In this article, Nest Wise Property looks at the recent announcement made by the Welsh Government and the possible effects it will have to the housing market.
In a recent announcement the First Minister of Wales, Mark Drakeford stated that the housing market in Wales is able to partially reopen from Monday 22 June 2020. During the announcement, it was noted that estate agent’s offices can be opened and that the five-mile coronavirus travel restrictions do not apply for the property sector.
However, there are regulations in place to ensure the safety of the public.
What are the regulations?
has said that moving house can go ahead where the residential property has been vacant for at least 72 hours. In addition, house sales can be completed where a sale has previously been agreed.
Estate agents are now also allowed to market and hold viewings of unoccupied residential properties and valuations or inspections of occupied residential property can be carried out but should be done so safely and in line with Welsh Government guidance. House moves are not allowed to take place where the residential property is occupied. However, estate agents are able to prepare for marketing those properties subject to a full reopening of the sector.
In summary, the housing industry are having to adapt and change. Estate agents will still need to continue with virtual viewings to maintain the safety of their clients and only carry out physical viewings when it is safe to do so.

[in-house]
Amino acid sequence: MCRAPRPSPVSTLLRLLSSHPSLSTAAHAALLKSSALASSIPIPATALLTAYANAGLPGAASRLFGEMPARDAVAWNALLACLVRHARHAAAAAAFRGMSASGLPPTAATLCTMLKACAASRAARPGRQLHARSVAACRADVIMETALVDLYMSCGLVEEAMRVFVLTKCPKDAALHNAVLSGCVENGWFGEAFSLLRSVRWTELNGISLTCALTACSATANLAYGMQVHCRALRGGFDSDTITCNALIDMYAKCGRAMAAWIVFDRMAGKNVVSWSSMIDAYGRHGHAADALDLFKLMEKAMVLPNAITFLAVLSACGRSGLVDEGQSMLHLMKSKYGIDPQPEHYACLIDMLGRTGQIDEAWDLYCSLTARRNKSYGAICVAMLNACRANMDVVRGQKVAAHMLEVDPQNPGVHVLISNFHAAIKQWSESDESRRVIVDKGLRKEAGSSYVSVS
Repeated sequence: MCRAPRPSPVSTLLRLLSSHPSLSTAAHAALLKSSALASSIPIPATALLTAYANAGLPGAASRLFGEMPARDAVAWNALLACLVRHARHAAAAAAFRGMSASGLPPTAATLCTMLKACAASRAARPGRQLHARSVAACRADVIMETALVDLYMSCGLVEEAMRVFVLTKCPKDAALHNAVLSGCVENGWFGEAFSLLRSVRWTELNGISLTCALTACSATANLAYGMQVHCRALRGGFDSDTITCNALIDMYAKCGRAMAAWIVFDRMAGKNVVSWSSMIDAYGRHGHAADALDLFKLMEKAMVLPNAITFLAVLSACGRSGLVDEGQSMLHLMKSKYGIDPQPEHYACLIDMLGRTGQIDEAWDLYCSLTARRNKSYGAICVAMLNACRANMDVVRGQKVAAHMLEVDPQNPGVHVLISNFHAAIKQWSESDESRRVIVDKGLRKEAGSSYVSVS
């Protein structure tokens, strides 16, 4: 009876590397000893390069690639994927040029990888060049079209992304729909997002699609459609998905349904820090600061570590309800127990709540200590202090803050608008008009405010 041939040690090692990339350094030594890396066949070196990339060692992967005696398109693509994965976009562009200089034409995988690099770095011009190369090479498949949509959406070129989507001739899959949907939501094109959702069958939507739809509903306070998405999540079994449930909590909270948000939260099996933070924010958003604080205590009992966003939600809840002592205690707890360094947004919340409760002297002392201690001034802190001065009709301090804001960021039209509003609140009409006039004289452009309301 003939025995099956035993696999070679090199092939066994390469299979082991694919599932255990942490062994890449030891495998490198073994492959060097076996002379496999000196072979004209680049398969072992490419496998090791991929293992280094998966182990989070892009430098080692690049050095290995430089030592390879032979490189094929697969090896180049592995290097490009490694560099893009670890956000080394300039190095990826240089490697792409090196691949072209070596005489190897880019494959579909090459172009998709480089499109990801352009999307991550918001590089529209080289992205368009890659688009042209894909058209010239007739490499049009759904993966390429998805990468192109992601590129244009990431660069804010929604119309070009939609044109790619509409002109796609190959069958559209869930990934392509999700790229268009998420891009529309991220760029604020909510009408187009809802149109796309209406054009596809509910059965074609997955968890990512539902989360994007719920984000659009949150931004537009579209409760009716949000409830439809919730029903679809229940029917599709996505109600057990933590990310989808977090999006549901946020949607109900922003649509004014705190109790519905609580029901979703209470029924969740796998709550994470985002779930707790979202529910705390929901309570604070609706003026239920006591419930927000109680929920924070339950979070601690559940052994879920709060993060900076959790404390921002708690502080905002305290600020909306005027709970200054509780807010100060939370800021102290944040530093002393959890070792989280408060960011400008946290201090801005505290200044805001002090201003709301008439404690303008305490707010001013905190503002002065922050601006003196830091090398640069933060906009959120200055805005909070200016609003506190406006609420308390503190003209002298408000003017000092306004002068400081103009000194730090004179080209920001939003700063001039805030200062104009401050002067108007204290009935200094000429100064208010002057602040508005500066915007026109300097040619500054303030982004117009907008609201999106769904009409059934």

Possible effects on the housing market
Although the market has opened it is unclear the extent to which its volumes and prices will be effected by the pandemic.
There is still uncertainty about whether or not consumers are going to come forward to buy. For example, it has been widely reported that UK house prices could fall this year as economic uncertainty continues in the wake of the COVID-19 outbreak. have noted that “based on the pace of the post-recession recovery predicted by Oxford Economics, we would expect the pandemic to have a more limited and shorter-lived impact on house prices than either the early-1990s recession or the Global Financial Crisis. Short-term price falls could be in the order of -5% to -10%, but on very low levels of transactions.”
However, reported that its site had more than 6 million visits for the first time on May 27, an annual rise of 18% over last year. In England, the company has seen 40,000 new sales agreed since the market resumed on 13th May, with buyers agreeing to pay 97.7% of asking prices on average.
In short, it is far too early to tell exactly what impact the coronavirus will have on house prices, and it’s likely that the figures we see in the coming weeks and months will fluctuate significantly.